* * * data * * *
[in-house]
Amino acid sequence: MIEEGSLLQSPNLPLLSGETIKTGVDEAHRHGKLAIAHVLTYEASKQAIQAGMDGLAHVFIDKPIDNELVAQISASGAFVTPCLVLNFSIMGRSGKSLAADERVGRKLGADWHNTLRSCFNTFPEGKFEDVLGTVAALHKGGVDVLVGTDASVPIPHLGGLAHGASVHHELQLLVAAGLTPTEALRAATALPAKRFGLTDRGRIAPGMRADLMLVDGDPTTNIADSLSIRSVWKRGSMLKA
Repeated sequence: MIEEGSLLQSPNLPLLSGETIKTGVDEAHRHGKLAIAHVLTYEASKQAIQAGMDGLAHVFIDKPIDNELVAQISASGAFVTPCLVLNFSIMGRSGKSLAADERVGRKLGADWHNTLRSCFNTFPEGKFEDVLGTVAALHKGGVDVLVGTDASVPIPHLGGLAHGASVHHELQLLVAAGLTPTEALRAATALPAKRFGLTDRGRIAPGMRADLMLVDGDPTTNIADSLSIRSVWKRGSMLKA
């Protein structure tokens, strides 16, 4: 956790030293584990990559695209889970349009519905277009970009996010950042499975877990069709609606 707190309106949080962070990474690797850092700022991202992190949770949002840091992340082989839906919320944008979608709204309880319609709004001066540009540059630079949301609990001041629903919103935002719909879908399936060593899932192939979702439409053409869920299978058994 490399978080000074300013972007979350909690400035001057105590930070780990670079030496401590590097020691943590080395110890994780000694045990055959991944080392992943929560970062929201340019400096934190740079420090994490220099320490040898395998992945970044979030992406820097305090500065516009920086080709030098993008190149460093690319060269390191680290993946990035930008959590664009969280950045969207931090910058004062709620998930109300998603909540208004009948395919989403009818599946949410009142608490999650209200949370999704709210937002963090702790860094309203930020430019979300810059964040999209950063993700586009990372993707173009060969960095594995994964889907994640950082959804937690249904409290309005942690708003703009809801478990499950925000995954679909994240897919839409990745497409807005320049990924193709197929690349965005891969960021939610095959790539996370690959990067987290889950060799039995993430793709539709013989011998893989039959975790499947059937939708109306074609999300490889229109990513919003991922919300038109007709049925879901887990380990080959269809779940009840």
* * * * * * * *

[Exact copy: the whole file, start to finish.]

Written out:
[in-house]
Amino acid sequence: MIEEGSLLQSPNLPLLSGETIKTGVDEAHRHGKLAIAHVLTYEASKQAIQAGMDGLAHVFIDKPIDNELVAQISASGAFVTPCLVLNFSIMGRSGKSLAADERVGRKLGADWHNTLRSCFNTFPEGKFEDVLGTVAALHKGGVDVLVGTDASVPIPHLGGLAHGASVHHELQLLVAAGLTPTEALRAATALPAKRFGLTDRGRIAPGMRADLMLVDGDPTTNIADSLSIRSVWKRGSMLKA
Repeated sequence: MIEEGSLLQSPNLPLLSGETIKTGVDEAHRHGKLAIAHVLTYEASKQAIQAGMDGLAHVFIDKPIDNELVAQISASGAFVTPCLVLNFSIMGRSGKSLAADERVGRKLGADWHNTLRSCFNTFPEGKFEDVLGTVAALHKGGVDVLVGTDASVPIPHLGGLAHGASVHHELQLLVAAGLTPTEALRAATALPAKRFGLTDRGRIAPGMRADLMLVDGDPTTNIADSLSIRSVWKRGSMLKA
């Protein structure tokens, strides 16, 4: 956790030293584990990559695209889970349009519905277009970009996010950042499975877990069709609606 707190309106949080962070990474690797850092700022991202992190949770949002840091992340082989839906919320944008979608709204309880319609709004001066540009540059630079949301609990001041629903919103935002719909879908399936060593899932192939979702439409053409869920299978058994 490399978080000074300013972007979350909690400035001057105590930070780990670079030496401590590097020691943590080395110890994780000694045990055959991944080392992943929560970062929201340019400096934190740079420090994490220099320490040898395998992945970044979030992406820097305090500065516009920086080709030098993008190149460093690319060269390191680290993946990035930008959590664009969280950045969207931090910058004062709620998930109300998603909540208004009948395919989403009818599946949410009142608490999650209200949370999704709210937002963090702790860094309203930020430019979300810059964040999209950063993700586009990372993707173009060969960095594995994964889907994640950082959804937690249904409290309005942690708003703009809801478990499950925000995954679909994240897919839409990745497409807005320049990924193709197929690349965005891969960021939610095959790539996370690959990067987290889950060799039995993430793709539709013989011998893989039959975790499947059937939708109306074609999300490889229109990513919003991922919300038109007709049925879901887990380990080959269809779940009840």